This week we joined an amicus brief filed by colleagues at the NYU School of Law Center on Race, Inequality, and the Law to support a petition for certiorari at the U.S. Supreme Court raising key questions of how racial discrimination in policing impacts core Fourth Amendment rights. The petition for certiorari presents two questions:
- Whether a court analyzing if a Fourth Amendment seizure has occurred is categorically barred from considering a person’s race; and
- Whether a seizure occurred under all the circumstances of this case.
In this Tampa, Florida case, Anthony Knights was standing outside next to his wife’s car listening to music in the front yard of a home that belonged to a family friend around midnight. Two officers in a patrol car, facing the wrong way on the street, pulled up behind the car and parked, boxing it in against a mailbox and a large shrub. Mr. Knights then got into the driver’s seat of the car and closed the door. The question is how racialized experiences of policing in this neighborhood and beyond might reasonably affect when he felt he was no longer free to end the police encounter. The magistrate judge found that the officers lacked reasonable suspicion to make a stop when they parked their car, and the officers seized Mr. Knights when “Officer Seligman parked the patrol car trunk-to-trunk next to the Oldsmobile and impeded Mr. Knights’s freedom of movement.” But the District Court reversed, and the Eleventh Circuit Court of Appeals affirmed the District Court’s ruling, finding in a rehearing en banc that the police did nothing coercive, police did not make a show of authority communicating he wasn’t free to leave, and that “the race of a suspect is never a factor in seizure analysis.”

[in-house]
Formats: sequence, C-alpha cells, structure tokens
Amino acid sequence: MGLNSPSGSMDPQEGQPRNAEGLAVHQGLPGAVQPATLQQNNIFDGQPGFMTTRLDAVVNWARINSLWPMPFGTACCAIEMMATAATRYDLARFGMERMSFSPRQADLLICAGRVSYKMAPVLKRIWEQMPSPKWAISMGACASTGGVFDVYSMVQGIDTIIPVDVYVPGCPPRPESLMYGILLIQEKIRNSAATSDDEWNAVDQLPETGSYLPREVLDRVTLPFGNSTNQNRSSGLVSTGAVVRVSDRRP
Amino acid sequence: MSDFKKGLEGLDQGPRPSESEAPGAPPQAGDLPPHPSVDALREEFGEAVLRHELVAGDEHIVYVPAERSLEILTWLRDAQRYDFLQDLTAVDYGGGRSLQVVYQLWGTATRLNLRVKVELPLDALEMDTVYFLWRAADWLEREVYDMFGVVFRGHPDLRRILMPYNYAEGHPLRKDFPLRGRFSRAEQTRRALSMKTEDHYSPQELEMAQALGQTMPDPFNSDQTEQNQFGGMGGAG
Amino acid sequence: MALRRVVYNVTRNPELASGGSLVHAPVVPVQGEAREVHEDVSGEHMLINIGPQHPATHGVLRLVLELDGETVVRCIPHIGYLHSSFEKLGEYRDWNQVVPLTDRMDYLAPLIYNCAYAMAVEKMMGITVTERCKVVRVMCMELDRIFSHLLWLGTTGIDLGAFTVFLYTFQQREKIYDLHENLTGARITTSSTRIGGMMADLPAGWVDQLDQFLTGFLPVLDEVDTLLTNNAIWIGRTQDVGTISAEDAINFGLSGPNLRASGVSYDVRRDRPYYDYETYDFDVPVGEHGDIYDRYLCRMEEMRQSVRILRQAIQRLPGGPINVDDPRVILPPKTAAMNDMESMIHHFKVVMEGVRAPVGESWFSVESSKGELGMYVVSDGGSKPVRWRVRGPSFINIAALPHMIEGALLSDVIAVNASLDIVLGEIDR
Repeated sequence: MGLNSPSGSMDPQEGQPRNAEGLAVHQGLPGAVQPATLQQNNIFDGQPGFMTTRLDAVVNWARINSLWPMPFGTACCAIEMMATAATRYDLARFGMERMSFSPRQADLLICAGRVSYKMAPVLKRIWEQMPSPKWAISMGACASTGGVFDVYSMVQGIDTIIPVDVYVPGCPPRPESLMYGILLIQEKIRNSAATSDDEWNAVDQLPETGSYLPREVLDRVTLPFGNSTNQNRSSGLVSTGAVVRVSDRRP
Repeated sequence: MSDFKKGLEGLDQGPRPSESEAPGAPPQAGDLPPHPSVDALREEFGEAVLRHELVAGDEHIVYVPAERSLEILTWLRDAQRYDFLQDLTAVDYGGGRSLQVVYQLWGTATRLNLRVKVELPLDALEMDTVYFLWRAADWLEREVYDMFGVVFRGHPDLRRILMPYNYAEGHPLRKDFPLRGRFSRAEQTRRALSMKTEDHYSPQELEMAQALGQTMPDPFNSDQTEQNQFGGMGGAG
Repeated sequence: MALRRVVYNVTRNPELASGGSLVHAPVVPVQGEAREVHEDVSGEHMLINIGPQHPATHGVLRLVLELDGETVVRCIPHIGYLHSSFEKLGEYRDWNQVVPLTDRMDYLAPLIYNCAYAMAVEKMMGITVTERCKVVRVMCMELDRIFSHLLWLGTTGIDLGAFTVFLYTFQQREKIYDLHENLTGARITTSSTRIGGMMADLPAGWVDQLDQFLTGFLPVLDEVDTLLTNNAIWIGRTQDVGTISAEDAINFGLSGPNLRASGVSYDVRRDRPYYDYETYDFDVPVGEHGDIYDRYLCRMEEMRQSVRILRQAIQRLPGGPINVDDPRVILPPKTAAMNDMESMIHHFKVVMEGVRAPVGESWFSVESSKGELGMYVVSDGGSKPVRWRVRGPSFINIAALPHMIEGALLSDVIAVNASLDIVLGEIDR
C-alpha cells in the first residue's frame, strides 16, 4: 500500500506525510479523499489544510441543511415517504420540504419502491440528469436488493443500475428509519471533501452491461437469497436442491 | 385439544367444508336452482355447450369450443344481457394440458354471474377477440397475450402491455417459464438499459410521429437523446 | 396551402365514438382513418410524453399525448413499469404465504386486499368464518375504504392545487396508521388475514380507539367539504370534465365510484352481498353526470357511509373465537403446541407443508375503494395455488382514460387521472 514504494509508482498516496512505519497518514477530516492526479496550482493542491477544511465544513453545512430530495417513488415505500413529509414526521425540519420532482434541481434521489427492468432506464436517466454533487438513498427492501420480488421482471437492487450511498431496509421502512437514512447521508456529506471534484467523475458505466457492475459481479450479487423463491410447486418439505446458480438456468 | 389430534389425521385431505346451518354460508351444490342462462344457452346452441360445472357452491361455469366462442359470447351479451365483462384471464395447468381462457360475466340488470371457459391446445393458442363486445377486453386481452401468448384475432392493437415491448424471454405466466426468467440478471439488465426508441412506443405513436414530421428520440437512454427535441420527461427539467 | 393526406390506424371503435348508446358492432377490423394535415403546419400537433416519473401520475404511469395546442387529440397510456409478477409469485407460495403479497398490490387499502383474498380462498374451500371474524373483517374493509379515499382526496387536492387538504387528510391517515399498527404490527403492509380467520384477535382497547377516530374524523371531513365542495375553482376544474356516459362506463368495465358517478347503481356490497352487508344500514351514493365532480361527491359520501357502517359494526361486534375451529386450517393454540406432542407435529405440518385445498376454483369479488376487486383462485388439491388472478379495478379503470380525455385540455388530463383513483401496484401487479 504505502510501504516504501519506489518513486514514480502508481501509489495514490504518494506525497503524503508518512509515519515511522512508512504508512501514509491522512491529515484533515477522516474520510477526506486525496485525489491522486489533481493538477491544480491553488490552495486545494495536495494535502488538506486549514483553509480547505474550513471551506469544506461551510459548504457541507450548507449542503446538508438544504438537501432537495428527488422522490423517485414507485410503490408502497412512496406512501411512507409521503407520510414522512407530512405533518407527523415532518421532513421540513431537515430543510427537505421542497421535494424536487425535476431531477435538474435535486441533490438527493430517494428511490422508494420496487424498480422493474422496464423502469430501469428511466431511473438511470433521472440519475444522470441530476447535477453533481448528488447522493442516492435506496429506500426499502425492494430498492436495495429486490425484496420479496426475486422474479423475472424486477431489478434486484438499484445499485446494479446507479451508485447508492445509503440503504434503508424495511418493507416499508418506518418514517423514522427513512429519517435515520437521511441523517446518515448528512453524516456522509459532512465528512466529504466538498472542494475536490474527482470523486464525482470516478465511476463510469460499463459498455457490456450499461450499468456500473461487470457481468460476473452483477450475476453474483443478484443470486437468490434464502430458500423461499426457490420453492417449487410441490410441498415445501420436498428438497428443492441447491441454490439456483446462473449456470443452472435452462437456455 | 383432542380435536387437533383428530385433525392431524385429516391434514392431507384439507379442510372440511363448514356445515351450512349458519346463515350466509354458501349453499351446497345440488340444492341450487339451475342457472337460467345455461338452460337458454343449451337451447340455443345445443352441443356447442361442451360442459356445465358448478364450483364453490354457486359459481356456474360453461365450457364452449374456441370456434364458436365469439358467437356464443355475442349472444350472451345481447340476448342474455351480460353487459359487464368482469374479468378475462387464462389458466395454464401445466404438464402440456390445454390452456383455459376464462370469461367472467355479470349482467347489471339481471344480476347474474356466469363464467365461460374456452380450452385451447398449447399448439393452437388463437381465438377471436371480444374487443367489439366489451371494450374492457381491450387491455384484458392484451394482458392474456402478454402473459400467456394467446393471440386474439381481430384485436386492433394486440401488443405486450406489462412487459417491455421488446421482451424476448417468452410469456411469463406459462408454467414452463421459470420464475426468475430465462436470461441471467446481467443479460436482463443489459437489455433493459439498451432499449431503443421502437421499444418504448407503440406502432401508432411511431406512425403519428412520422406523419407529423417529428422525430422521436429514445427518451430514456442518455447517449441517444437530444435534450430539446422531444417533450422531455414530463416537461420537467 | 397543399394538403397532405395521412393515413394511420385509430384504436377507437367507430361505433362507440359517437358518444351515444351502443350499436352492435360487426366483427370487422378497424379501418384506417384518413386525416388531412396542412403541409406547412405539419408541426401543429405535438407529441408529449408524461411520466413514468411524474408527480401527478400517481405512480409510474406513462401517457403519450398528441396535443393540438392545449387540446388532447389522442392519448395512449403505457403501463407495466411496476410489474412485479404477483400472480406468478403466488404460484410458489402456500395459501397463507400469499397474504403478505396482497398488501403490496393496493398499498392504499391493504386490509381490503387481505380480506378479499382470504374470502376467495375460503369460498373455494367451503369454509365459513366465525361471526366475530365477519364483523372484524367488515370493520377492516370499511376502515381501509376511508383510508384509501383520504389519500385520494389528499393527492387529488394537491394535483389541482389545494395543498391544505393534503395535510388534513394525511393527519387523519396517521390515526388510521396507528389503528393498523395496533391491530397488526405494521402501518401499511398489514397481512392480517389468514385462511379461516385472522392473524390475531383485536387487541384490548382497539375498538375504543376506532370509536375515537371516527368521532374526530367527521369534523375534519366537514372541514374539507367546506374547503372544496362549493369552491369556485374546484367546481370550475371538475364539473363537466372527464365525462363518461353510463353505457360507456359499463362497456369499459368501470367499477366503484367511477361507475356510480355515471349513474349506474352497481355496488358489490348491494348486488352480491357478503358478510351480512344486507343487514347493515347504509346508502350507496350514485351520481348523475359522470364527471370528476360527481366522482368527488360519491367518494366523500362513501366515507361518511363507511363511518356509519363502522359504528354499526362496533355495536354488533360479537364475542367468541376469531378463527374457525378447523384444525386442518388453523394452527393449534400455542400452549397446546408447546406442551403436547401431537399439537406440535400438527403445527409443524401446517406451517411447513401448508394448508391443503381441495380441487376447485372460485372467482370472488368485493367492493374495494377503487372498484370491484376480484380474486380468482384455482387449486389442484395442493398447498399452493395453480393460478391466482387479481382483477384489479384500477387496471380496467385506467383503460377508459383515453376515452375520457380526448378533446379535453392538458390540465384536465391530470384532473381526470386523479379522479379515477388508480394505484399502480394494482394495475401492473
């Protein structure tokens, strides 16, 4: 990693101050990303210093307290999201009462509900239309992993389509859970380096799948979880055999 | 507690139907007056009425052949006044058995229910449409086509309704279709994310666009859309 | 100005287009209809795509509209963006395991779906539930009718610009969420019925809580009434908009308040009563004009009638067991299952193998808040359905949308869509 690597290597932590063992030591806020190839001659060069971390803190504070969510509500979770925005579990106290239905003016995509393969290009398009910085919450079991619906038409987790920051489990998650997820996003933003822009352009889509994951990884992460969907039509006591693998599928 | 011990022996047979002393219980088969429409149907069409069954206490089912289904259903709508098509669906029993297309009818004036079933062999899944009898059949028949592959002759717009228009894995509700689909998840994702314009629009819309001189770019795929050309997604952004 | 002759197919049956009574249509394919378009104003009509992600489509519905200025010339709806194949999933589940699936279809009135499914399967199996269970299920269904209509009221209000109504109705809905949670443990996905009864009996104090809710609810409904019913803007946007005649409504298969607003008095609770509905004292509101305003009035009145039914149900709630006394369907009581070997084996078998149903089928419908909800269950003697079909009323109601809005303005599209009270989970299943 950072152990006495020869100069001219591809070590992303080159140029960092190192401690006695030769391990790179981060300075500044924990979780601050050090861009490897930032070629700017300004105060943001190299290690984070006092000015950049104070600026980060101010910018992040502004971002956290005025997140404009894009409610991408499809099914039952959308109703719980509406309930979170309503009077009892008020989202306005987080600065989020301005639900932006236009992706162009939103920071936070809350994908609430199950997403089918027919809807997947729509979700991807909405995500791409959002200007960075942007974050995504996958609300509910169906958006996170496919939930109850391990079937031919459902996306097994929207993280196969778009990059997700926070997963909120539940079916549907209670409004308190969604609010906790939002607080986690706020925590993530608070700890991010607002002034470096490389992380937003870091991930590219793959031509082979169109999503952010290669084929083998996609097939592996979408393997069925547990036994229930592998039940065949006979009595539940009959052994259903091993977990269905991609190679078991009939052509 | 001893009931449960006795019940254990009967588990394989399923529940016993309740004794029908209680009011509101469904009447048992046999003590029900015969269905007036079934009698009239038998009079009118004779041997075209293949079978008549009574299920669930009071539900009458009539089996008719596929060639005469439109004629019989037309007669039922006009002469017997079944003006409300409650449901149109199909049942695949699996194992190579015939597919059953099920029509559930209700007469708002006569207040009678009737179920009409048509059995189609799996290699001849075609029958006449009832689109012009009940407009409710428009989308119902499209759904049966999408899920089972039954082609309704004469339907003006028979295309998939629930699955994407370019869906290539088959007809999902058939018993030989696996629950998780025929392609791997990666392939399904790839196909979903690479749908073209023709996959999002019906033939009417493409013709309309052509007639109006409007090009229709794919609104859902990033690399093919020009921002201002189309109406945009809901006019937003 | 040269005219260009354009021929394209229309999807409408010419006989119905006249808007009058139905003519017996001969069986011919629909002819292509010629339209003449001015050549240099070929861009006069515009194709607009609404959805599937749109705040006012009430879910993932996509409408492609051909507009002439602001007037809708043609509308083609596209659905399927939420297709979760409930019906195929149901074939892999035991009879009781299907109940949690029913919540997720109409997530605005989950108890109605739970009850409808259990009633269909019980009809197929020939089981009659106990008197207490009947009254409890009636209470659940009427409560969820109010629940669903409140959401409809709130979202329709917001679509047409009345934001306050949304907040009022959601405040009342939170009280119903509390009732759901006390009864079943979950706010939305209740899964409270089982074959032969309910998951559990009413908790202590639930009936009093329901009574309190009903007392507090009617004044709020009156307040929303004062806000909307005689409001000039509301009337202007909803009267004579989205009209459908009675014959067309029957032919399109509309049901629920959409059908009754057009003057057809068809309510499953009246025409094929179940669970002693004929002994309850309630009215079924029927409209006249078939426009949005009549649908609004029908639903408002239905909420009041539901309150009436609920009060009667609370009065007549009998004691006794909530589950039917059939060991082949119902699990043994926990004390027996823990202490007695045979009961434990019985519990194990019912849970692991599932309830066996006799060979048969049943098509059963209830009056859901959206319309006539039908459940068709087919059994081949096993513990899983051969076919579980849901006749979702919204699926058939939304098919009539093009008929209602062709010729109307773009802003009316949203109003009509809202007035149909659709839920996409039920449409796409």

Along with the Fred T. Korematsu Center for Law and Equality at Seattle University Law School; Fordham Law School’s Center on Race, Law, and Justice; and the Nathaniel R. Jones Center for Race, Gender, and Social Justice at the University of Cincinatti College of Law, we join NYU’s Center on Race, Inequality, and the Law in an amicus brief supporting certiorari and reversal of the Eleventh Circuit en banc decision. Given widespread experiences of racialized policing, race is absolutely relevant to the totality of the circumstances to define a police seizure and whether someone feels “free to leave.” As we say in the brief, and as we have argued before in front of the Mass. Supreme Judicial Court, “When the court below declared that well-documented racial differences in police interactions can never inform the totality of the circumstances for whether a reasonable person would feel free to leave police presence, it did not adopt a race-neutral standard—it effectively imposed the norm of a reasonable white person.”
Read the coalition brief: